Reliance on an Unqualified Reviewer
Another reason for an improper denial of cancer treatment coverage due to medical necessity can be reliance upon an unqualified reviewer. If the reviewer has no understanding of the medicine involved, then they can misapply the criteria and result in an improper denial. A reviewer can be unqualified if they do not understand the area of medicine. For example, if an insurer uses an internal medicine doctor with no cancer experience to decide whether chemotherapy is appropriate and medically necessary, that doctor might deny coverage improperly. A denial would be even more likely if the insurer simply uses a nurse or pharmacist to conduct such a review.
A reviewer can also be unqualified if the insurer has not properly trained them to conduct a thorough investigation. California law requires insurance companies to conduct full, fair, and thorough investigations into the grounds for coverage before denying care. This includes an obligation to look for reasons to support coverage and not just sit back and deny if they lack the information to approve. If an insurer does not train its reviewers to conduct necessary investigations, then the result can be improper medical necessity denials even if the reviewer understands the medicine involved. For example, a patient goes to City of Hope and his oncologist sends a request for a specific medication but does not send medical records illustrating the patient’s particular diagnosis. Here, the insurance company needs to have trained its reviewer to contact City of Hope to ask about the diagnosis before denying coverage for the medication.
Financial Incentive to Deny Care
Another reason can be when an insurance company provides a financial incentive to the reviewer to deny care. For example, there may be a bonus system tied to corporate profits. Here, a reviewer might deny coverage solely because they know it will mean bigger profits and therefore a bigger bonus. In this case, the reviewer puts his or her own interests ahead of the insureds.
A final reason for medical necessity denials of cancer treatments is simply that the denial is a mistake. People make mistakes. Papers can be lost. The reviewer can miss something in the records that a doctor sent in for their patient. Perhaps there is a similar type of accident which results in a denial. Mistakes can cause stress and harm to a person who is unable to get timely access to care.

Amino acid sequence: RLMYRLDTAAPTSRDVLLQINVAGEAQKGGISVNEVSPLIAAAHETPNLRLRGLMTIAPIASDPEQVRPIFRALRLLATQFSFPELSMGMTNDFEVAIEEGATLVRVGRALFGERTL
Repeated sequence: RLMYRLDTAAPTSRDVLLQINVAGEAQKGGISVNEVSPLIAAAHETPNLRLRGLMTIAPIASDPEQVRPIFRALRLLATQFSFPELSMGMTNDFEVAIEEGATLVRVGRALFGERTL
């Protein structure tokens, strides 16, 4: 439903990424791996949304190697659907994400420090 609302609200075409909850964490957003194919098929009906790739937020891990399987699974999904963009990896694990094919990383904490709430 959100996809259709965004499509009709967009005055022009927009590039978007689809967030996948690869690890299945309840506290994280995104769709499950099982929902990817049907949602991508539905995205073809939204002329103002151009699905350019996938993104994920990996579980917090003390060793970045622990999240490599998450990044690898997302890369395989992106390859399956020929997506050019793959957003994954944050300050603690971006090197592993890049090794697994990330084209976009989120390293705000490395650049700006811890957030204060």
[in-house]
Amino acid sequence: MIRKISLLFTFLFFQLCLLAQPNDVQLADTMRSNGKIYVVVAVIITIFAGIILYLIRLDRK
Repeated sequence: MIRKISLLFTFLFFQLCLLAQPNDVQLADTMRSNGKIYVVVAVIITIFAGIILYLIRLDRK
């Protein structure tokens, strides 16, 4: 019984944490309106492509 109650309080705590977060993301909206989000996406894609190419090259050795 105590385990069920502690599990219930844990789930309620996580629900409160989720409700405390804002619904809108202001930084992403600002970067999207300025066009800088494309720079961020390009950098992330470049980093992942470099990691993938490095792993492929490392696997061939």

Should I appeal insurance cancer treatment denials based on medical necessity?
Whether or not to appeal a denial depends upon your specific circumstance and situation. One of the biggest considerations in determining whether to appeal is whether you have an “ERISA” policy. The Employment Retirement Income Security Act of 1974 (ERISA) is a federal law. ERISA sets parameters and restrictions on certain types of health plans. Generally, ERISA governs most health plans and insurance policies that employers provide to their employees. ERISA does not govern most individual and family health plans and insurance policies that you can buy on Covered California’s exchange or directly from health insurers like Anthem Blue Cross or Blue Shield of California.
ERISA Health Plan
If you have an ERISA health plan or insurance policy, then it is extremely important that you file an appeal. Why? If you do not appeal, then you will have no other options for challenging an improper denial under ERISA. In other words, if you do not appeal the denial to the insurance company, then you will not later have the option of seeking help from a judge to overturn the denial. What you include in the appeal for an ERISA policy is very important and you should consult with an attorney specialized in such appeals to help guide you before making the appeal. We are happy to assist in any way that we can if you are in such a circumstance.
Non-ERISA Health Plan